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Expand chart
Reproduced from Krueger, 2017, "Where have all the workers gone? An inquiry into the decline of the U.S. labor force participation rate"; Note: Labor data is change in labor force participation (LFP) between 1999–2001 and 2014–16. Opioid data is morphine milligram equivalents (MME) prescribed per capita, 2015. All data is for adults 25-54; Map: Axios Visuals

The labor force has fallen significantly in places with high concentrations of opioid prescriptions over the past 15 years, meaning that employers often have a direct interest in combatting the opioid crisis.

Between the lines: As the economy continues to strengthen and more jobs go unfilled, the business impact of those out of the workforce and struggling with opioid addiction will become only more noticeable.

By the numbers: There's plenty of research suggesting that the country's declining labor participation rate — the number of people who are out of work and not looking for it — is intertwined with the country's opioid crisis.

  • The increase in opioid prescriptions between 1999 and 2015 could account for 20% of the decline in men's workforce participation over that same period, according to a study done by Princeton's Alan Krueger last year.
  • Almost half of men who aren't in the workforce take pain medication on any given day, and two-thirds of those men take prescription painkillers, according to the same study.
  • Counties with high opioid prescription rates have a labor force participation rate that is 4.6% lower for men and 1.4% lower for women than counties with a low prescription rate, according to a paper by the Federal Reserve Bank of Cleveland.

What they're saying: Certain areas and industries are feeling the effect of the opioid epidemic more than others, even though the epidemic has affected families across the country either directly or indirectly.

  • "It affects businesses [to] the point where companies are struggling to fill positions ... because there are drug test failings on a rapid and significant basis," said Katie Mahoney, vice president of health policy for the U.S. Chamber of Commerce, adding that industries like construction and manufacturing have been particularly affected.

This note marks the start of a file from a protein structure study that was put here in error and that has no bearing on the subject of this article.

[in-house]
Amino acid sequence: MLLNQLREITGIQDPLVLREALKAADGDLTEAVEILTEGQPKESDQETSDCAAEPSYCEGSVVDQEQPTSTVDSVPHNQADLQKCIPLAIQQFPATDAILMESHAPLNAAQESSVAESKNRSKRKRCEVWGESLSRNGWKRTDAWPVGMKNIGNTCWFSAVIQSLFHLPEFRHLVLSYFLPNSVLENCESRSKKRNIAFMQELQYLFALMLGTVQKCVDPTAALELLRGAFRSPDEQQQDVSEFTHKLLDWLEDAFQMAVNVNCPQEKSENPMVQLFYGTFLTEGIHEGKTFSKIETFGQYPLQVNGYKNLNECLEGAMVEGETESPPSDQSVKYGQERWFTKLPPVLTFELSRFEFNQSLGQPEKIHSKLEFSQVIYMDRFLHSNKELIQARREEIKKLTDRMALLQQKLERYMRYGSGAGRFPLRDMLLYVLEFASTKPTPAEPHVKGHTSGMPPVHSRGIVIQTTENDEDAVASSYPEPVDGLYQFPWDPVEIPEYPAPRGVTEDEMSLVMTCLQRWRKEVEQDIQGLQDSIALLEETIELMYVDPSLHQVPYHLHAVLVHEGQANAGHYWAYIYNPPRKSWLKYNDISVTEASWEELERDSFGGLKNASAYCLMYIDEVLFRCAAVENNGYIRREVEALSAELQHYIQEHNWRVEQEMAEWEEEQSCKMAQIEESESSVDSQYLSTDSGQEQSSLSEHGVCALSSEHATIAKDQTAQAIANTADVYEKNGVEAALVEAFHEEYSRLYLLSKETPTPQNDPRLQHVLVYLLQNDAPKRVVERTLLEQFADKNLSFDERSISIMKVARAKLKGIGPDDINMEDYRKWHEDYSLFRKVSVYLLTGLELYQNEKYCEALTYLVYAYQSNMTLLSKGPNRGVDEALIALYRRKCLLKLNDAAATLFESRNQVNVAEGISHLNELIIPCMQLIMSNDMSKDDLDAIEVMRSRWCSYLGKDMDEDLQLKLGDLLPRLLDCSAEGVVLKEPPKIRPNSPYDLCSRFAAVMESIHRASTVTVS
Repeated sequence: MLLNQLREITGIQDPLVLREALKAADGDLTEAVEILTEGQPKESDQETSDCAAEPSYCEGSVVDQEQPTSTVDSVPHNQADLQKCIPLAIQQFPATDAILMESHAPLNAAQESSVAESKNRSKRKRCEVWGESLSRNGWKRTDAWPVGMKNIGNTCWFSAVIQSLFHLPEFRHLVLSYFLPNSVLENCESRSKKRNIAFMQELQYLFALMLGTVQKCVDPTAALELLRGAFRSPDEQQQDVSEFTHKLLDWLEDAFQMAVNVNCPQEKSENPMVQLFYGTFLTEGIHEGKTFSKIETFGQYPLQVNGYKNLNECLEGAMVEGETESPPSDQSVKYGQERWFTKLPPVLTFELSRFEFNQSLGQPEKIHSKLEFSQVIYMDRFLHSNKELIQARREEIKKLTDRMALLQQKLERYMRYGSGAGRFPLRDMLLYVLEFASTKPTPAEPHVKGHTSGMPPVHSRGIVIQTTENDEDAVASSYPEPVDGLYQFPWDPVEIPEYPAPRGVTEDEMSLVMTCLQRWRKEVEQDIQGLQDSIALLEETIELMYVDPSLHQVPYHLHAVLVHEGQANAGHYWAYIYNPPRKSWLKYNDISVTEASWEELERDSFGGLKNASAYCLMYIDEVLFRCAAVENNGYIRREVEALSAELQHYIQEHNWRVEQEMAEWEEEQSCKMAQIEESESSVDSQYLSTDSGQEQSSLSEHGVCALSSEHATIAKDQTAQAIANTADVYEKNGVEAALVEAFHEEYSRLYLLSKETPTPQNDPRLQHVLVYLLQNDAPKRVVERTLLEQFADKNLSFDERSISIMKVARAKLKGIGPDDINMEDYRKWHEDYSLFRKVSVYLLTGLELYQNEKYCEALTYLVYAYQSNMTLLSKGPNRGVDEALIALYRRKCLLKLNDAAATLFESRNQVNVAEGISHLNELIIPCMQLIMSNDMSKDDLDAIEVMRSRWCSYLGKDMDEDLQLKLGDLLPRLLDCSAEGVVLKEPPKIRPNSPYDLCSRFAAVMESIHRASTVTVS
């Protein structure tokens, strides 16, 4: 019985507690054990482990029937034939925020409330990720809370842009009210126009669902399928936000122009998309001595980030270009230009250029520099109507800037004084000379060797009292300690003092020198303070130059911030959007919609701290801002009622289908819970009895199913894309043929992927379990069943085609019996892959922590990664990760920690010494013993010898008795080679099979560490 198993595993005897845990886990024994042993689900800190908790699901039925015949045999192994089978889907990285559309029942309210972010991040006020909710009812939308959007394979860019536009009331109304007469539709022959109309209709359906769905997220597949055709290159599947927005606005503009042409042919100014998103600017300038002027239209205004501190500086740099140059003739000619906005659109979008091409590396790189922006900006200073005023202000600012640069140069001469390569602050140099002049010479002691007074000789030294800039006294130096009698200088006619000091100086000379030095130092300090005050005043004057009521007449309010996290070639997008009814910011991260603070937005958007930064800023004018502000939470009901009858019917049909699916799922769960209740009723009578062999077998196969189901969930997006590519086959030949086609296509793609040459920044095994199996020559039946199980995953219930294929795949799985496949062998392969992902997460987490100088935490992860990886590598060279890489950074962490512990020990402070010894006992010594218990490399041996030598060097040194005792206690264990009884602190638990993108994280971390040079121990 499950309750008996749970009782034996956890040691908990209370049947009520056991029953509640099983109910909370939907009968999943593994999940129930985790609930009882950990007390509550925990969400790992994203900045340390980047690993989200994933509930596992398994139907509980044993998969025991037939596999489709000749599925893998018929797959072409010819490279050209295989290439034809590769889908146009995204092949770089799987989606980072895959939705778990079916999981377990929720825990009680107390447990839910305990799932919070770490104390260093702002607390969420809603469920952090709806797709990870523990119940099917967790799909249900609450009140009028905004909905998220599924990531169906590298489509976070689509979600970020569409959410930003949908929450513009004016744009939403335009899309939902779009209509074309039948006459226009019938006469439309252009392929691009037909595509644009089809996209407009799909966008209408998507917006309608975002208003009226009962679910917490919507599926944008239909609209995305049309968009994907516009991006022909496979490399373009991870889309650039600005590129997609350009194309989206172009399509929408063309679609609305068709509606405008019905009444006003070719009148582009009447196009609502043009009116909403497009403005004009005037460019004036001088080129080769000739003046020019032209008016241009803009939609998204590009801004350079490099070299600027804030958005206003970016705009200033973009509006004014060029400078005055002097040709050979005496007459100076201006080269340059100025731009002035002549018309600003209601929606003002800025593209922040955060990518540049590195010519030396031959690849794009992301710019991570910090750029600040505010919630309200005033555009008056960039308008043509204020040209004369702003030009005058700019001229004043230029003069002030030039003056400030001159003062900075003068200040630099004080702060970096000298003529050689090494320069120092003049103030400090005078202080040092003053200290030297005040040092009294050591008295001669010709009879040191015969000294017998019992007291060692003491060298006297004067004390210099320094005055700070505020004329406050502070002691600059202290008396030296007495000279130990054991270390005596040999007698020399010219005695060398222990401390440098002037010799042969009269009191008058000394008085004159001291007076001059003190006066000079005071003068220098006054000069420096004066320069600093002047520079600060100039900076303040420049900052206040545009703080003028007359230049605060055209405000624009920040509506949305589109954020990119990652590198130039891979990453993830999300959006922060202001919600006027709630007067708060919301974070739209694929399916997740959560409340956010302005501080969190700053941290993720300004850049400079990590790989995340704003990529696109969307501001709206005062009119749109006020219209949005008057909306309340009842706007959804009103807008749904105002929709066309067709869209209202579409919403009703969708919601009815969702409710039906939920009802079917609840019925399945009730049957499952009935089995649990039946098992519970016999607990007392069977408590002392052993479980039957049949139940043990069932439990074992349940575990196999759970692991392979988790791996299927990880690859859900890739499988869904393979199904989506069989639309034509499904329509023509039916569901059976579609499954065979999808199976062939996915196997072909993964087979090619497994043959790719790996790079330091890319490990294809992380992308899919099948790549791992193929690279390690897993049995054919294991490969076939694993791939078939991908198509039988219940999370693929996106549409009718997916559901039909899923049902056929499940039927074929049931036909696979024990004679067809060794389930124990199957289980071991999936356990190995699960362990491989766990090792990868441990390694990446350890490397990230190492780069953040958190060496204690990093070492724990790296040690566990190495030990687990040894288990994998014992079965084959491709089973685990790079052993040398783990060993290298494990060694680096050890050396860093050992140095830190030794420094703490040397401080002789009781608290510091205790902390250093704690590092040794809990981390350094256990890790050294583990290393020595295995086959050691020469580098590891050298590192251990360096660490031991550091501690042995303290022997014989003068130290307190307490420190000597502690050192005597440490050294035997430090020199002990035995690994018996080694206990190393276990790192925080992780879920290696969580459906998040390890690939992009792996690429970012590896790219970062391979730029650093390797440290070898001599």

• "The bigger problem is those who aren't even showing up to take the drug test because they are not looking for work," Sen. Rob Portman wrote in an op-ed earlier this month.
  • "Our goal should be to get more people out from the grips of addiction and into the workforce where they can have the dignity and self-respect that comes with having a job. Businesses need to get more involved in finding solutions," Portman added.

Go deeper

By the numbers: Census to show first decline of white population

Expand chart
Data: U.S. Census Bureau via Brookings Institute; Chart: Sara Wise/Axios

The latest census is expected to show the first decline in history for the nation's non-Hispanic white population, according to an analysis of U.S. Census Bureau data by the Brookings Institution's William Frey.

Why it matters: The U.S. is rapidly moving toward a majority-minority population — with the racial and ethnic diversity most apparent in younger cohorts. "This really is moving in a direction that’s going to favor the issues and the political agendas of these younger people," Frey told Axios.

32 mins ago - Politics & Policy

Democrats plot filibuster workarounds

Illustration: Aïda Amer/Axios

Several Democratic lawmakers are moving away from calls to eliminate the filibuster while privately discussing alternatives to bypass it, Axios has learned.

Why it matters: These talks have ramped up in earnest following the Republicans’ move Tuesday to block a measure to protect and expand voting rights.

32 mins ago - Politics & Policy

Infrastructure's remaining potholes

Illustration: Shoshana Gordon/Axios

President Biden declared victory in announcing the bipartisan infrastructure package. Now comes the hard part: negotiating with his own party on the separate reconciliation bill.

Why it matters: By trying to simultaneously pass two massive spending bills, Biden and congressional leaders are attempting a legislative feat that will likely require Congress to work through its August recess — and potentially well into the fall, according to lawmakers and senior staffers.